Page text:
Being attacked by a foreign pathogen – an illness from without – is bad enough. But, when a body turns on itself, becoming a victim of an autoimmune disease, that is tragic indeed.
The same is sadly true with Jews: It’s one thing to be attacked from without; but when we attack ourselves form within, that is indeed devastating.
Sometimes events force us to turn over rocks we would rather leave unperturbed and ask questions we would rather leave unasked.
Two headline-producing events occurred last week in Israel, events that force us to ask some very serious questions. The first event involved Jew versus Jew; the second Jew versus Arab.
The first was a Jew stabbing and killing a fellow Jew in the holy city of Jerusalem, which leads us to ask: What drives someone to such an act? How does such animosity between family members, between brothers and sisters, Jew and Jew, happen?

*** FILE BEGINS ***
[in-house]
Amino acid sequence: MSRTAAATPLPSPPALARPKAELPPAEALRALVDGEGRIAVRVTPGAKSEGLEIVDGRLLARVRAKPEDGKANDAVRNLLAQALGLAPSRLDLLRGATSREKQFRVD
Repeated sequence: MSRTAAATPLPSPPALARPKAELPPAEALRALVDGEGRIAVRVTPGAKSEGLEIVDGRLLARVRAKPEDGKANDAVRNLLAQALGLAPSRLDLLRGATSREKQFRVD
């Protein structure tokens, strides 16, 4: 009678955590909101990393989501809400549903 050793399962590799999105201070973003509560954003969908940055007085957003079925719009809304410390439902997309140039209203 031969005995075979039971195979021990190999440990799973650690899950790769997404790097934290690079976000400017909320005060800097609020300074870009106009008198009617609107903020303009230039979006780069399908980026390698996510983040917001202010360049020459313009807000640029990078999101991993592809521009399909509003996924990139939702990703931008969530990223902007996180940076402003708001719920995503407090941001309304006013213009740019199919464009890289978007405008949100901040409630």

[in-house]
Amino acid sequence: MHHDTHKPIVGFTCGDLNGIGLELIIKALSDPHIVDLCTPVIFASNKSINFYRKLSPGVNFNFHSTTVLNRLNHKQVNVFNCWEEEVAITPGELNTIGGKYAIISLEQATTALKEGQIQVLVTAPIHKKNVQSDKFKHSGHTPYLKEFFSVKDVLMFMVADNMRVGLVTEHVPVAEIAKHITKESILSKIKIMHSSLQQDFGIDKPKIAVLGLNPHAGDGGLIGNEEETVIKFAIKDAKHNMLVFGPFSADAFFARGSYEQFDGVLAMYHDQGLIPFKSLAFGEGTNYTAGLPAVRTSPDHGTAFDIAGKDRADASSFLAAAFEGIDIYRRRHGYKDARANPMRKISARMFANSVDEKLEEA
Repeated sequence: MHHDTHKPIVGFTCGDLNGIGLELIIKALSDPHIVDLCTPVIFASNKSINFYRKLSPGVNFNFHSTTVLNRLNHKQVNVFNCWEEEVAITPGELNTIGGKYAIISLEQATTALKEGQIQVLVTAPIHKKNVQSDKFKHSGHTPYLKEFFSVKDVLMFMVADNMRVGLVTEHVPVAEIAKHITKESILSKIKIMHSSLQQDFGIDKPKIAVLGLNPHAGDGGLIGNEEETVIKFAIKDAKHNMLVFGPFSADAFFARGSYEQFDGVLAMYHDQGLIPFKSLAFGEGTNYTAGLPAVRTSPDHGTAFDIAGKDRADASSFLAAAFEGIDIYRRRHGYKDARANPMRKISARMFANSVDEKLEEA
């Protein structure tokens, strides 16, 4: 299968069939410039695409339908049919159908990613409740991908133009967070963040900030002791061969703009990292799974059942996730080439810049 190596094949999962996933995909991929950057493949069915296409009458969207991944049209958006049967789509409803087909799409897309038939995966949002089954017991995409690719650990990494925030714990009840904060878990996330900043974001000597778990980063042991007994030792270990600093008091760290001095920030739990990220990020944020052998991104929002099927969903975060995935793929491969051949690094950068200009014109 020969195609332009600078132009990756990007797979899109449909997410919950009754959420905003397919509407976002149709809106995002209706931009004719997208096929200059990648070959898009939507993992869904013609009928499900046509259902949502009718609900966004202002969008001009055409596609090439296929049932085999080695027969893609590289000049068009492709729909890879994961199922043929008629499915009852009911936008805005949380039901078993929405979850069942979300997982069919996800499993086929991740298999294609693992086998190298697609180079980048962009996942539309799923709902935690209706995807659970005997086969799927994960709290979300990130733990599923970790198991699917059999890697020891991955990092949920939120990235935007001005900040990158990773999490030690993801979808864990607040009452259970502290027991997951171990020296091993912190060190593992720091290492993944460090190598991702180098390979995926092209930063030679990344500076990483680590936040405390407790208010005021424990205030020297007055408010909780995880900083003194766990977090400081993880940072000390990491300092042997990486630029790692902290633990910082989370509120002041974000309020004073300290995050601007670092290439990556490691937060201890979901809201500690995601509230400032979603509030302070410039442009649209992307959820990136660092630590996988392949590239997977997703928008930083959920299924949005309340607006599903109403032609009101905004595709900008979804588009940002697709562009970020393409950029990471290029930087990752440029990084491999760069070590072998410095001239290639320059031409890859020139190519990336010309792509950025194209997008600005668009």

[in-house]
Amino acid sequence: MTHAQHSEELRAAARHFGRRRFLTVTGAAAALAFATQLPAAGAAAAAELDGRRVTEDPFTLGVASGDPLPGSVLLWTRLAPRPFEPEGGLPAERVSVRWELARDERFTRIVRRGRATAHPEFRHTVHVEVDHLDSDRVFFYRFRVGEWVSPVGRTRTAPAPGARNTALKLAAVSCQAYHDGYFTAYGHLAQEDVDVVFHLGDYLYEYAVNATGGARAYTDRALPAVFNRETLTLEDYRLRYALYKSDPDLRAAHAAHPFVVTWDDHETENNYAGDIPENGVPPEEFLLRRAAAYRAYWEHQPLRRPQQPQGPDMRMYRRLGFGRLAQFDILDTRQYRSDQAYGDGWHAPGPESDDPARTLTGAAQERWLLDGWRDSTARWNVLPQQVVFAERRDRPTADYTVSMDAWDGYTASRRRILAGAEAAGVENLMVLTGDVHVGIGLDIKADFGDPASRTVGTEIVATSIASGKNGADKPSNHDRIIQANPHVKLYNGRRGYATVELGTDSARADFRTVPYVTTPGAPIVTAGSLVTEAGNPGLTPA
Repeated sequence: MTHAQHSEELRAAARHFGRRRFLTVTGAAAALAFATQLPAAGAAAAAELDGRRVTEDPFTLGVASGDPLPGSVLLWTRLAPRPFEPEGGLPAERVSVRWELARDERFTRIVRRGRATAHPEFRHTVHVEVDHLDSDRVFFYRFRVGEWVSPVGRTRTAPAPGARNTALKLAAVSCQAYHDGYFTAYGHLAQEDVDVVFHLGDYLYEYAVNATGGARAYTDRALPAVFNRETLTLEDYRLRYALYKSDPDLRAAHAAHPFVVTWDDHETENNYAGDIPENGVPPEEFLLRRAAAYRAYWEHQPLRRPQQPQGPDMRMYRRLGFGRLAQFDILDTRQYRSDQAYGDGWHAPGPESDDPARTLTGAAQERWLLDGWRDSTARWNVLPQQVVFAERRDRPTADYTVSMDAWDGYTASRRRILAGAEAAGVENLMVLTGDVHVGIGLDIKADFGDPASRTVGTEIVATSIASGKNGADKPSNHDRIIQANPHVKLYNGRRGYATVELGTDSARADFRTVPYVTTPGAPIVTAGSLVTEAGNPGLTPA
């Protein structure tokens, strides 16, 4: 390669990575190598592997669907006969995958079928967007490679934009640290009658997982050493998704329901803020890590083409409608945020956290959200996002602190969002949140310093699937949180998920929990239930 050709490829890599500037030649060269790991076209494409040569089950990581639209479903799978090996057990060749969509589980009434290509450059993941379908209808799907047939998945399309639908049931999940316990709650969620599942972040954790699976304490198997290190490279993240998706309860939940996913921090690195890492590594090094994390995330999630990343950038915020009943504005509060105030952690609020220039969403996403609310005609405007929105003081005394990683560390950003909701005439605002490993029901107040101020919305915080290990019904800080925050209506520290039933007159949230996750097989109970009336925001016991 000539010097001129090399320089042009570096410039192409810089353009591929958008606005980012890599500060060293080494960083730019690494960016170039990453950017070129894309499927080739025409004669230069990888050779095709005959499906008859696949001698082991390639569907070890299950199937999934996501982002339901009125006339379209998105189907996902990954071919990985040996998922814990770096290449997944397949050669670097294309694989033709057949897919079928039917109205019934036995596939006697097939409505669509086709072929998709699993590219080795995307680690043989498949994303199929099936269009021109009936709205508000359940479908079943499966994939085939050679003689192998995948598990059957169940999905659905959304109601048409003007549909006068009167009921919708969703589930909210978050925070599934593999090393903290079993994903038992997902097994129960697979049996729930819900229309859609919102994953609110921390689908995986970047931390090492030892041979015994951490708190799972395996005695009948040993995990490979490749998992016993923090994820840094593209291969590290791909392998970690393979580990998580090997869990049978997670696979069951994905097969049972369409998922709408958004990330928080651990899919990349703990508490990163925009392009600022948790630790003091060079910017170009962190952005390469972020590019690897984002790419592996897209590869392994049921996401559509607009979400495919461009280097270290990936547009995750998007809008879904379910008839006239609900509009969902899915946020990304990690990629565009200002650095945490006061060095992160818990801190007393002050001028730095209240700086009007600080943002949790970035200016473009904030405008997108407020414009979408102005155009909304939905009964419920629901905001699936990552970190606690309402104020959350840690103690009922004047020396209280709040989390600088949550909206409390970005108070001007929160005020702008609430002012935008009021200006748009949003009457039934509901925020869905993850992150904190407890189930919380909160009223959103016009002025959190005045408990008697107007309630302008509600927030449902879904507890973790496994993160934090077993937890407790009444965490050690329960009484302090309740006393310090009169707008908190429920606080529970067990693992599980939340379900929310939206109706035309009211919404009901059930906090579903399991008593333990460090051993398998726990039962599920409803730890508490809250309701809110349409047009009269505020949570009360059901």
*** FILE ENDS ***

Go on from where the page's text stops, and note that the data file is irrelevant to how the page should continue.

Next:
The second event was a Jew firebombing an Arab home, leaving a young Arab child dead. Despite the fact that we have been the victims of such repeated attacks by Arabs, with an existential threat hanging over us for decades if not centuries, to the point of no comparison, yet as Jews we hold ourselves up to a far higher standard and therefore ask ourselves: What drives a Jew to attack his neighbor? Is the Arab not created in the Divine Image? Is the Jew celebrating or desecrating his own Divine Image when he perpetrates such an act?
These are hard questions. And there is only one authority authorized to answer such questions – the Torah. This week’s Torah reading offers a verse which promises a cure for all such ailments: And the Lord will remove from you all illness, and all of the evil diseases of Egypt which you knew. What that means exactly we shall soon discover.